Harvest 2014 : A worthwhile compromise

Yes, it has been an inexcusably long time since my last post, and yes, I hate it just as much as anyone when bloggers post their excuses for their extended absences, but really, I have a good excuse. Or two, in fact.

Harvest 2014 and a Master’s thesis.

harvest hands_MFEWine-stained hands finishing up a Master’s thesis

I defended my Master’s thesis, “Targeted and Untargeted Analysis of Premature Oxidation in White Burgundy Wines Issued from Different Vinification Strategies,” in French, last week in the midst of 2014’s incredibly abundant harvest.

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View from the vineyards at Saint Jean du Barroux

In the AOC Ventoux, where I’m working for the winery Saint Jean du Barroux, 2014 was an atypical vintage. The grapes were bloated due to an abnormal excess of rain throughout the growing season, producing a record-high average bunch weight for the appellation. During maturity checks before harvest began, I noted enormous bunches, which in certain zones of the vineyard were having a hard time achieving ripeness – there were colossal bunches bursting with pink and green grapes interspersed with more reasonably-sized bunches that were already ripe. Philippe Gimel, the owner and winemaker of Saint Jean du Barroux, subscribes to the motto that winemaking is all about compromises. But the tactical approach we put into action turned out to be a win-win on three fronts. We began harvest by going through the most heavily loaded plots to harvest only the biggest, least ripe bunches, which we pressed to make a fresh, bright rosé. Meanwhile, the vine, her load significantly lightened, could focus her energy on ripening the remaining bunches to perfection, and could do so with a greatly reduced risk of disease. High yield and big bunches mean that the grapes are crowded up against each other, trapping moisture and reducing the potential for airflow – a perfect storm for the propagation of rot.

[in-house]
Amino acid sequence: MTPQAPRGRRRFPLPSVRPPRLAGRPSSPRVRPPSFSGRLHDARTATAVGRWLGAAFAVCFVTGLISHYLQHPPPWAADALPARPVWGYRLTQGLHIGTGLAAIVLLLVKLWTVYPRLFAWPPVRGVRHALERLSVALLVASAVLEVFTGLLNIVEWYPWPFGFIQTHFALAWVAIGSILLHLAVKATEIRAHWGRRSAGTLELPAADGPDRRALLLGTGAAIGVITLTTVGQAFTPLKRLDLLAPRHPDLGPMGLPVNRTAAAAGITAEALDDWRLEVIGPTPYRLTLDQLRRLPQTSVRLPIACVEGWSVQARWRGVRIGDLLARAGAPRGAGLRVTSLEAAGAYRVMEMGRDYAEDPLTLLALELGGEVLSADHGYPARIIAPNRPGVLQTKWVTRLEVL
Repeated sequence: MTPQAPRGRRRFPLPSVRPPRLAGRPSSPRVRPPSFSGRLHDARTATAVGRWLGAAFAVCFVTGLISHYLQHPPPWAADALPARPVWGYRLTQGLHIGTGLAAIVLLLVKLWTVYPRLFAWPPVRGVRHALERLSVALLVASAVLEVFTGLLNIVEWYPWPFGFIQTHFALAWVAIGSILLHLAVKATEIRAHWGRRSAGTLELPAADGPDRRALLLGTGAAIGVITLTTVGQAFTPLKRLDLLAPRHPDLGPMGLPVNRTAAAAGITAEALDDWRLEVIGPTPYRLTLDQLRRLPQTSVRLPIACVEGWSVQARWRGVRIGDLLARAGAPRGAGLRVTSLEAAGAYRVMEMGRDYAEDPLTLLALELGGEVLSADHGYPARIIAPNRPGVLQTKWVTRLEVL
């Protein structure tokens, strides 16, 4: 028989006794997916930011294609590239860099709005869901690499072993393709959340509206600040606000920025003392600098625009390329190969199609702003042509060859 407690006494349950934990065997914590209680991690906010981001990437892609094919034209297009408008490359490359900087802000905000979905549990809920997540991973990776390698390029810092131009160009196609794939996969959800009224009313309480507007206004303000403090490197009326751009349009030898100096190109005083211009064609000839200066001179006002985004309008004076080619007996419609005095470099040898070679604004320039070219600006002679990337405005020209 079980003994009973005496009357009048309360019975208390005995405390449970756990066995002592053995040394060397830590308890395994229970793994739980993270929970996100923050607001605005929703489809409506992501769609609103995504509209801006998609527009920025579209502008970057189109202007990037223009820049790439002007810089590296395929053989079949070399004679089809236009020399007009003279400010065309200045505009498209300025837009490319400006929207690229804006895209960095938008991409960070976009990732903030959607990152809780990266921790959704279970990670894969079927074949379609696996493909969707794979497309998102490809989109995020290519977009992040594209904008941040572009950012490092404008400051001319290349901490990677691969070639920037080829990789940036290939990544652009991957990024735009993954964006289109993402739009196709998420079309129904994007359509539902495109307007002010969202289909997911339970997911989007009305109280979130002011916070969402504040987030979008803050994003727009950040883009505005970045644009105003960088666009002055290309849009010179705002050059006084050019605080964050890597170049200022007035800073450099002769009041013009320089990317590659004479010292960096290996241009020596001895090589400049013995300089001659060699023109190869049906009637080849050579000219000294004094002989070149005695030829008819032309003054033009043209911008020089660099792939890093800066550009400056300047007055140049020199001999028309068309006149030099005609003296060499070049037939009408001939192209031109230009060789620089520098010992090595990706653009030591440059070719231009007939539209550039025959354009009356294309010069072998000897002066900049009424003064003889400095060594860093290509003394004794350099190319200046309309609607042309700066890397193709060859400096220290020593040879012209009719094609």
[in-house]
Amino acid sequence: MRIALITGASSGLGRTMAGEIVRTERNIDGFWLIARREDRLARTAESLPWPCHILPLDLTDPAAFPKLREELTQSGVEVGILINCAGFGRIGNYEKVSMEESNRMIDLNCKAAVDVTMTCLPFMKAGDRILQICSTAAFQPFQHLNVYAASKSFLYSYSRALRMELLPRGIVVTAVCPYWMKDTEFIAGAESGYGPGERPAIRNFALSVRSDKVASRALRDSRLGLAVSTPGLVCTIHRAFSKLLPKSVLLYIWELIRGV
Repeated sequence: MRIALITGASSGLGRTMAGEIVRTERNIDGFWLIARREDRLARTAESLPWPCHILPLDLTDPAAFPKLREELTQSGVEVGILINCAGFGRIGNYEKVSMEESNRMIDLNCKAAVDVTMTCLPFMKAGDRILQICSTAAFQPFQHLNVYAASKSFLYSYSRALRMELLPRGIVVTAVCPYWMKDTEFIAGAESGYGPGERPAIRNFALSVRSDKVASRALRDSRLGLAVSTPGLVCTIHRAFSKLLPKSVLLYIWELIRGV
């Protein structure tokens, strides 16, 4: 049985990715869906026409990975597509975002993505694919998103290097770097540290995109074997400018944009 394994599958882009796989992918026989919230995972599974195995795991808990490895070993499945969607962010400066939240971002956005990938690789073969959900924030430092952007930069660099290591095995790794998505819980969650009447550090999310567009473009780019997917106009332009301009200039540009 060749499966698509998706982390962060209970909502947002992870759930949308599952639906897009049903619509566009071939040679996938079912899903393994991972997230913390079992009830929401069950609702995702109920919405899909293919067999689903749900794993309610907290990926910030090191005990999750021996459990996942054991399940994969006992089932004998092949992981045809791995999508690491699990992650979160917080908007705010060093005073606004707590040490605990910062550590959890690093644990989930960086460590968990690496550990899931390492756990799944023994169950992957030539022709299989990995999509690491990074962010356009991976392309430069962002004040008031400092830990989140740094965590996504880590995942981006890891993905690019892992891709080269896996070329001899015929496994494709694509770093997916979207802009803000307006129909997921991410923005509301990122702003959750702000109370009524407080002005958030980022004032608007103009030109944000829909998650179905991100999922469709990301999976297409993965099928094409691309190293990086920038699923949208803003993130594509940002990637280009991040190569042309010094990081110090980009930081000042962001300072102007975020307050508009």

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View from the winery at Saint Jean du Barroux

After a whirlwind three weeks, the compromise seems to have paid off. Now the winery is bursting with wine, almost all of the alcoholic fermentations now completed and all but two tanks of red pressed and racked. Now we’ll be able to sit back and enjoy the fruits of our labor – watching the evolution of these new, promising wines and deciding on blends. The theme of compromise will always remain at the forefront, as this is key in winemaking : compromise between quality and quantity, effort and patience, acidity and tannin, knowledge and know-how, power and delicacy, and of course, art and science.

2014-10-16 18.05.58Saint Jean du Barroux’s Pierre Noire presented at the post-graduation tasting for the Master International Vintage class of 2014

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Taste and feel, don’t think and do

This is the motto of winemaker PJ Barton, with whom I shared a fabulous 2 weeks at Barton Estate in Bot River, about an hour from Cape Town.  PJ has many, many ideas (most of them, he would say, a bit crazy) about winemaking, and happily shared his wealth of information throughout the time I stayed with him.  I worked with him a bit in the cellar, went with him to marketing lunches, consultation visits, and a meeting of the Bot River Association of Winemakers.  We had many intriguing conversations over many bottles of wine, his insights helping to fill out my knowledge and our conversations helping me to articulate some of the conclusions I’m beginning to draw from my experiences this year.